A power supply decoupling capacitor 40 provides a local low impedance path for current pulsations drawn by the power circuit. A primary blocking capacitor 42 blocks the DC voltage component from appearing across the primary winding of the drive pulse transformer 66. A secondary blocking capacitor 44 blocks the DC voltage from the secondary winding of the drive pulse transformer 66. A DC restorer diode 50 is connected across the drive pulse transformer 66 primary winding. A prevention diode 52 prevents the discharge of the peak filter capacitor 46 when the voltage of the cathode 52 becomes positive with respect to the anode.

A gate output peak filter capacitor 46 holds the peak DC voltage produced by the gate drive signal. A flyback output peak filter capacitor 48 holds the peak DC voltage produced by the flyback power circuit. The main flyback transformer 64 regulates the output line 43 and output return 45. An output rectifier 54 for the flyback power stage is connected to the main flyback transformer 64.

A pulse width modulator IC 68 generates the drive pulses to attain a switching duty cycle in the P-channel MOSFET 60 that produces the desired overall output voltage from the flyback circuit. A feedback isolator 70 transfers the feedback error signal across the galvanic barrier from the input side 41 to the isolated output side 43 and 45. A reference and error amplifier 72 compares the output signal to a reference voltage and creates an amplified error voltage that will be ultimately transmitted to the pulse width modulator IC 68.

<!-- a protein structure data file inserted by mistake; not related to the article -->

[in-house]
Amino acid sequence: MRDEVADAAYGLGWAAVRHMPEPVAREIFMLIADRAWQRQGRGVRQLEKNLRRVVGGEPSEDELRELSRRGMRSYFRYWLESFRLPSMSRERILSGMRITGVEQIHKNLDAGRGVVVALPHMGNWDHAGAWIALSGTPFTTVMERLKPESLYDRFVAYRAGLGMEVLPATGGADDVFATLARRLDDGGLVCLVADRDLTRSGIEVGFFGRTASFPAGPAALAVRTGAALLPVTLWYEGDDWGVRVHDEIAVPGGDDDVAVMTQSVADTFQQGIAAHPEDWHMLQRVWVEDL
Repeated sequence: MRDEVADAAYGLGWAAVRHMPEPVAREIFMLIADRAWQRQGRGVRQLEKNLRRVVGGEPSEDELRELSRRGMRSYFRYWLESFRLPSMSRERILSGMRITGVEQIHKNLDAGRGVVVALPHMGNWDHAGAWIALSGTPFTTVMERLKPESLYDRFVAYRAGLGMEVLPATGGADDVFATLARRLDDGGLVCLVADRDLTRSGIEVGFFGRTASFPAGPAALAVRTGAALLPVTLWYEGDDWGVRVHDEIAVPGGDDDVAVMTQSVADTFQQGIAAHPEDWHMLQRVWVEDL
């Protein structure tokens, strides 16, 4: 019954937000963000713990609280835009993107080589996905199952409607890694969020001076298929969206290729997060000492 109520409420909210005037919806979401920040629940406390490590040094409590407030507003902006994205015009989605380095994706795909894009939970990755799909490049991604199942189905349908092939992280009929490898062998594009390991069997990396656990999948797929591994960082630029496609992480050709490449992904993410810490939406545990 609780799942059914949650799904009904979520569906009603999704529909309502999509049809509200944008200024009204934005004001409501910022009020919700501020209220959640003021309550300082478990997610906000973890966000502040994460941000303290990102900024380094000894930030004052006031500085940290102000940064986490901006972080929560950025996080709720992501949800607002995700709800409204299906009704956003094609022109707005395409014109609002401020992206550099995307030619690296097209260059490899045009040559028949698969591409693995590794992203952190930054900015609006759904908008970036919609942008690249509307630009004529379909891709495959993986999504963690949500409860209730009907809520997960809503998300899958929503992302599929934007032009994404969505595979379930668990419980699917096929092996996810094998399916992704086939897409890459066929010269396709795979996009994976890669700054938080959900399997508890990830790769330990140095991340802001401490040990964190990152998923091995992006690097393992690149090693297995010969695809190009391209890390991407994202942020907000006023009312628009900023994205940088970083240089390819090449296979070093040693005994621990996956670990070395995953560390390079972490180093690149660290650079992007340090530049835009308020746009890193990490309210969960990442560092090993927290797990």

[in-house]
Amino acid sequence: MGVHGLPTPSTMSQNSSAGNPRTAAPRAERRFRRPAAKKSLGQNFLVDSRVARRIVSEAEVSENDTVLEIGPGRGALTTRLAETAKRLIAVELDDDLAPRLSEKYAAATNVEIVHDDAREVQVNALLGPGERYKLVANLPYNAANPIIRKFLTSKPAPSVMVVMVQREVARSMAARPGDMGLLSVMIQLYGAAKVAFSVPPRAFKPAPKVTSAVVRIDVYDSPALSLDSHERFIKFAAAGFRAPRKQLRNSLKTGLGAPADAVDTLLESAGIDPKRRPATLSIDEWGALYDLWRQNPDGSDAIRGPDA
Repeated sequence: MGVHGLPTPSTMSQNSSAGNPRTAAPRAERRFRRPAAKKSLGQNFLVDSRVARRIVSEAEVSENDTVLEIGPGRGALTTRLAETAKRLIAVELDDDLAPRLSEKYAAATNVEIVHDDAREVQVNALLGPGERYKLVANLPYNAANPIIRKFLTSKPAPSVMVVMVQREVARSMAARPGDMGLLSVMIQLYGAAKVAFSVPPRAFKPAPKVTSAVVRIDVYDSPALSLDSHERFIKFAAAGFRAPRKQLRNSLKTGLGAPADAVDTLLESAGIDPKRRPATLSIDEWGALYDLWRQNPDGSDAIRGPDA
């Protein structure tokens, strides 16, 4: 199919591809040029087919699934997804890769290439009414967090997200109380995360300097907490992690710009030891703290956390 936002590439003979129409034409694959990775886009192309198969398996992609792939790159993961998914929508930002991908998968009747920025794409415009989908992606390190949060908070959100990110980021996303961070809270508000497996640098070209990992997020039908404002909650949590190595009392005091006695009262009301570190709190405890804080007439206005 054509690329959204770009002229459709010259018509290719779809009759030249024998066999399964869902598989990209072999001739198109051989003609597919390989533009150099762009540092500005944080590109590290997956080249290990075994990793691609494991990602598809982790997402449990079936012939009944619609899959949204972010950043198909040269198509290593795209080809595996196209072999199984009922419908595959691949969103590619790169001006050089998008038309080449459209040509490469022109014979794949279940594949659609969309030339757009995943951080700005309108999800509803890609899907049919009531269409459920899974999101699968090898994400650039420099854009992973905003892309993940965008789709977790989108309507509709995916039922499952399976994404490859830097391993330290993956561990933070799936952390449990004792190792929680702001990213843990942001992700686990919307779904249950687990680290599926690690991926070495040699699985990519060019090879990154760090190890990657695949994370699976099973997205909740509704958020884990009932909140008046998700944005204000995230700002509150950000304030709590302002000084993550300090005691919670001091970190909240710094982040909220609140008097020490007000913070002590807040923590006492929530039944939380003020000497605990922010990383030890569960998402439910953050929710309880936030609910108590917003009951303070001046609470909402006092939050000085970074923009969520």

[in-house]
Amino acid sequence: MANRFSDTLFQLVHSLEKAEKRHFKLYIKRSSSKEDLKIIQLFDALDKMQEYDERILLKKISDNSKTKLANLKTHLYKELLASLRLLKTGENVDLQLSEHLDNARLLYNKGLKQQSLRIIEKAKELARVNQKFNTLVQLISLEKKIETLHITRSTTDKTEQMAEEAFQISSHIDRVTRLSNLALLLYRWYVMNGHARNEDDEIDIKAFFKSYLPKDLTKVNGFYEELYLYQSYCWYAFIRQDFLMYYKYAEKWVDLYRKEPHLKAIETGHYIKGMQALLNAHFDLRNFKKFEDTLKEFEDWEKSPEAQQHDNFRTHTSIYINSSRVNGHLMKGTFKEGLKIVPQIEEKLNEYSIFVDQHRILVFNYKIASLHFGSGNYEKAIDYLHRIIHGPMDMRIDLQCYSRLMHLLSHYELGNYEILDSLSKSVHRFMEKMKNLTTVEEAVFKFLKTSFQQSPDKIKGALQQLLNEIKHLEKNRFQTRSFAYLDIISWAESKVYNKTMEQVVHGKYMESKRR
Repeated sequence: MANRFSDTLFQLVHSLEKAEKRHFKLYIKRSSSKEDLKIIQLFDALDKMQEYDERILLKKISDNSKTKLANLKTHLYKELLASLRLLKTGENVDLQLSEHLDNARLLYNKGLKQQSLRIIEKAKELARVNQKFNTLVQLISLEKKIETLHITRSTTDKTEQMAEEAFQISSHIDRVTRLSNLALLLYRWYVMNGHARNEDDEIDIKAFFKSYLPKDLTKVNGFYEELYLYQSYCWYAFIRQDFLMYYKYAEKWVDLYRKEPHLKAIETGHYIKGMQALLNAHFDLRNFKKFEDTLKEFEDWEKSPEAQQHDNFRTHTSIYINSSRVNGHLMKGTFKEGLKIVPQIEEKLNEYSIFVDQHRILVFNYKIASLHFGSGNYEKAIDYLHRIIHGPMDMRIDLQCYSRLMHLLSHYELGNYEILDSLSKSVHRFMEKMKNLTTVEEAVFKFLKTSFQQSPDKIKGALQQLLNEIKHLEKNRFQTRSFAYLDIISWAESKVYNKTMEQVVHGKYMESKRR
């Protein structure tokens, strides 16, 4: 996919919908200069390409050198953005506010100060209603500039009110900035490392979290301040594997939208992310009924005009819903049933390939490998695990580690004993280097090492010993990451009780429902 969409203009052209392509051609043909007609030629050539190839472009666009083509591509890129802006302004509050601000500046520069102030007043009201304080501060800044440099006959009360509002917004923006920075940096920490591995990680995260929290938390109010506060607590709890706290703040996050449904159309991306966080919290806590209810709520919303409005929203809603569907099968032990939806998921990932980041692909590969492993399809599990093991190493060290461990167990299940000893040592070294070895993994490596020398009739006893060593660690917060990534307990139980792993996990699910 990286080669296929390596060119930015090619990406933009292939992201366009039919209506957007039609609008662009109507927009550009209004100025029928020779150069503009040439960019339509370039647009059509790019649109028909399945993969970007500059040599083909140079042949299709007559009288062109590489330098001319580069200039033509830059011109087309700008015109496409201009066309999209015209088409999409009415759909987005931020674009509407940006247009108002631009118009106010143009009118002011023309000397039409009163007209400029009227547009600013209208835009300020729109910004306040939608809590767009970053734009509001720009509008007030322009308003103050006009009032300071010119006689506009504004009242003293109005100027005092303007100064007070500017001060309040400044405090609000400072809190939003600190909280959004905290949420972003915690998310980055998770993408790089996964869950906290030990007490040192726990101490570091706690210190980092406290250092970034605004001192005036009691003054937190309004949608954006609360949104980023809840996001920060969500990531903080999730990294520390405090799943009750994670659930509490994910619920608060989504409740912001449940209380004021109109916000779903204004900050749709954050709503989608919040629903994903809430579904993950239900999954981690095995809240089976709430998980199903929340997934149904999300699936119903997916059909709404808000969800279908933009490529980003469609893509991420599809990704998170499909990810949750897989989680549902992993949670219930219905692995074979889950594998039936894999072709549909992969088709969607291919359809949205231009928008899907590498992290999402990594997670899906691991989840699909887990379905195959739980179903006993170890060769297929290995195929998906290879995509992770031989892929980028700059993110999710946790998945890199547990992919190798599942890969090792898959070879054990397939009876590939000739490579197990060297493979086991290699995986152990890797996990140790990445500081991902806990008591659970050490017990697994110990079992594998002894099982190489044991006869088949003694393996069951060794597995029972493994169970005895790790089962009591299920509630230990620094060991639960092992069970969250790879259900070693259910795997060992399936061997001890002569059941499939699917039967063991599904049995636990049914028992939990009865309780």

This design circuit technique can be extended to employ two or more secondary windings on the drive transformer, each secondary driving a suitable rectification and DC restoration circuit. The output of each drive rectification and DC restoration circuit will be connected between the gate and source of a P channel FET.

In such a configuration, the two or more transformer secondary windings may be used to drive the FETs in an in phase or out of phase arrangement, depending on the desired configuration for the switching FETs.

Although the present invention has been described with reference to DC/DC converters, the same principles outlined above may be used for motor drives, solid state relays and power switches, among other electrical applications.

In the preceding specification, the invention has been described with reference to specific exemplary embodiments thereof. It will however, be evident that various modifications and changes may be made thereto without departing from the broader spirit and scope of the invention as set forth in the claims that follow. The specification and drawings are accordingly to be regarded in an illustrative manner rather than a restrictive sense.

Claims (21)

1. A radiation tolerant electrical component for providing controlled electrical response in radiation-intensive applications, the component comprising:
an input line;
an output line;
a drive circuit, the drive circuit capable of transmitting a negative gate drive signal;
a non-hardened p-channel FET having a drain, a gate, and a source, the FET having a negative initial threshold voltage;
an isolation circuit; and
an output rectification circuit;
wherein:
the input line is operably connected to the drive circuit;